- Barbara Jacquelyn Sahakian, Christelle Langley, Henrietta Bowden-Jones and Sam Chamberlain
- The conversation*
Many people have turned to online gambling during the pandemic.
And while most of us are able to gamble recreationally without serious adverse effects, the pandemic has led to an increase in gambling addiction.
The UK, for example, has seen the largest ever increase in the number of women seeking help.
This addiction can cause mental, cognitive, and relationship health problems, as well as lead to bankruptcy and crime.
Unlike alcohol and drug addiction, the symptoms of which are physically obvious, gambling addiction has less obvious signs.
Our new article, published in The Lancet Psychiatry magazine, examines research on gambling addiction and offers advice on the best way to prevent and treat the condition.
Gambling is a big deal. According to the most recent estimate by the World Health Organization (WHO), in 2016 the global annual losses due to players were estimated at 400 billion dollars.
In 2021, the UK Gambling Commission estimated the prevalence of compulsive gambling disorder at 0.4% of the population.
Another survey showed that the highest rates of problem gambling were in Asia, followed by Australasia and North America, with the lowest rates in Europe.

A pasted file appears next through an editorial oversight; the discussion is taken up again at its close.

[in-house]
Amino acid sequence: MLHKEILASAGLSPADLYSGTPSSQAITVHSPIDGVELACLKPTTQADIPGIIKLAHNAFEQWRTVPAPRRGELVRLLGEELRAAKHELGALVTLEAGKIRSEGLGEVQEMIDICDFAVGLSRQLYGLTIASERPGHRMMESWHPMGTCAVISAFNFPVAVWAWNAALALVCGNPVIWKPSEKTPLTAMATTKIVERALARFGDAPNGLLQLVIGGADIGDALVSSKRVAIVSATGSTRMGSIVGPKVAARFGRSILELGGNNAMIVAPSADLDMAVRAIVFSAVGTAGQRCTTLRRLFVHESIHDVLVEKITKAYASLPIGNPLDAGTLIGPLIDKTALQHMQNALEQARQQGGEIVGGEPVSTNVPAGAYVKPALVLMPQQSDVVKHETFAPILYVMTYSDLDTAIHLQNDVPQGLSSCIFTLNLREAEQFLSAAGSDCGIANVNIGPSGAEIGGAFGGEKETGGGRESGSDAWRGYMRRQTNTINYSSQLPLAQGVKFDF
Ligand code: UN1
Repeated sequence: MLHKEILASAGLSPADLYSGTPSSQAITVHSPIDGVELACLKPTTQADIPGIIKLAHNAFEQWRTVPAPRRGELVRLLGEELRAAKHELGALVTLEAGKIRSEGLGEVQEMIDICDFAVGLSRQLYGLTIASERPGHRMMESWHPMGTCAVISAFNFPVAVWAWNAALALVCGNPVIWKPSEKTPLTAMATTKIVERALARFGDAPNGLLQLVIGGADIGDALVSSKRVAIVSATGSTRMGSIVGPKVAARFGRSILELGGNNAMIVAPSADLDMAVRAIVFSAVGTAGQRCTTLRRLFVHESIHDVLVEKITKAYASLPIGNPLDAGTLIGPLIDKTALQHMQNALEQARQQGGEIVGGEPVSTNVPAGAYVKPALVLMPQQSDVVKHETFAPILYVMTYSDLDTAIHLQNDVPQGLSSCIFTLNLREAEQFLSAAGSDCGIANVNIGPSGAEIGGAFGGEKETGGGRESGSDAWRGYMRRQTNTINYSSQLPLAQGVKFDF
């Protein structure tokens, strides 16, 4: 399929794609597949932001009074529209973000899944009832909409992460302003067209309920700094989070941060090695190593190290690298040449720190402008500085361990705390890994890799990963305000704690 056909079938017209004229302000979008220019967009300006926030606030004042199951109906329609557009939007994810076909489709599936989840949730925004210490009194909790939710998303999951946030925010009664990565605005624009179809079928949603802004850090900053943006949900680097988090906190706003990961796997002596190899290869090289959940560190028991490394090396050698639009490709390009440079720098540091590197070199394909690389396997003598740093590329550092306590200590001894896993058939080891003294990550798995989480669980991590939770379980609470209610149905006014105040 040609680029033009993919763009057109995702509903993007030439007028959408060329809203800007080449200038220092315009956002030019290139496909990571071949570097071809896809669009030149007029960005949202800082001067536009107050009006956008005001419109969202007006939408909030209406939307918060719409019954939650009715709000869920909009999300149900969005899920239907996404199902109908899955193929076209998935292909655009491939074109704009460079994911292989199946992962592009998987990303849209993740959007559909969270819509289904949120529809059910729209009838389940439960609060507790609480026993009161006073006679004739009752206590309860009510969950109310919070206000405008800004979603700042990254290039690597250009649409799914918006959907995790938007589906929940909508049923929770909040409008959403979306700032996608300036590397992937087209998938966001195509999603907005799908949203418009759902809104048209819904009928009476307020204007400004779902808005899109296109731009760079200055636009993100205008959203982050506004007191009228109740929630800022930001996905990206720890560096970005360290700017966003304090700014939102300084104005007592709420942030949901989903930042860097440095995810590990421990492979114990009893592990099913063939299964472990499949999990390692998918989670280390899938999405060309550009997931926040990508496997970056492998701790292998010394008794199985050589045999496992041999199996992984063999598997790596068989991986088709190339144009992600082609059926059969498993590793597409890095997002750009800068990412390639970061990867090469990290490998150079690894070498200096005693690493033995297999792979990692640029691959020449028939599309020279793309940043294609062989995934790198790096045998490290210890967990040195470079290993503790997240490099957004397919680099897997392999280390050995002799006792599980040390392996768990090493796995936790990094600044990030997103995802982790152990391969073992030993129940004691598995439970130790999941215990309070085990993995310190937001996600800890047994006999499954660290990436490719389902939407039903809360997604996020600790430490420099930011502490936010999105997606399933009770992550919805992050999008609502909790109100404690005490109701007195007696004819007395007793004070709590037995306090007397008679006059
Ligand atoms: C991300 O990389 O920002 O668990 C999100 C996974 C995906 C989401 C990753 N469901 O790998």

Researchers have developed gambling simulations (which they call “tasks”) to measure gambling addiction, such as the Iowa Gambling Task and the CANTAB Cambridge Gambling Task.
In the second, which evaluates decision making and risky bets, participants are asked to guess whether a yellow chip is hidden in a blue or red box, with the proportions of the blue and red boxes changing over time.
They can then decide how many of their points to bet on their choice.
If they are correct, the points are added to their total, but if they lose, the points are subtracted. They must be careful not to “crash”, ie not to lose any points.
This task identifies players who are at risk of developing compulsive gambling, but who may not be there yet, especially if they show signs of impulsiveness.
Through these tasks, research has shown that gambling, in healthy individuals, is more common among people between the ages of 17 and 27 and decreases with age.
Another study revealed that gamblers with addiction problems tend to increase their game over time and eventually go bankrupt.
Alcohol and nicotine addiction have also been associated with increased gambling compulsion.
The player’s brain
Neuroimaging studies clearly show that different brain regions are associated with gambling.
Research has shown that important regions associated with risky decision making include the ventromedial prefrontal cortex (involved in decision making, memory, and emotion regulation), the orbital frontal cortex (which helps the body respond to emotions), and the insula (which regulates the autonomic nervous system).
Compulsive gamblers can therefore show increased activity in these areas.
When players observe the outcome of their bet, they also show increased brain activation in the brain’s reward system, particularly in the caudate nucleus. And this can be especially strong in gambling addicts.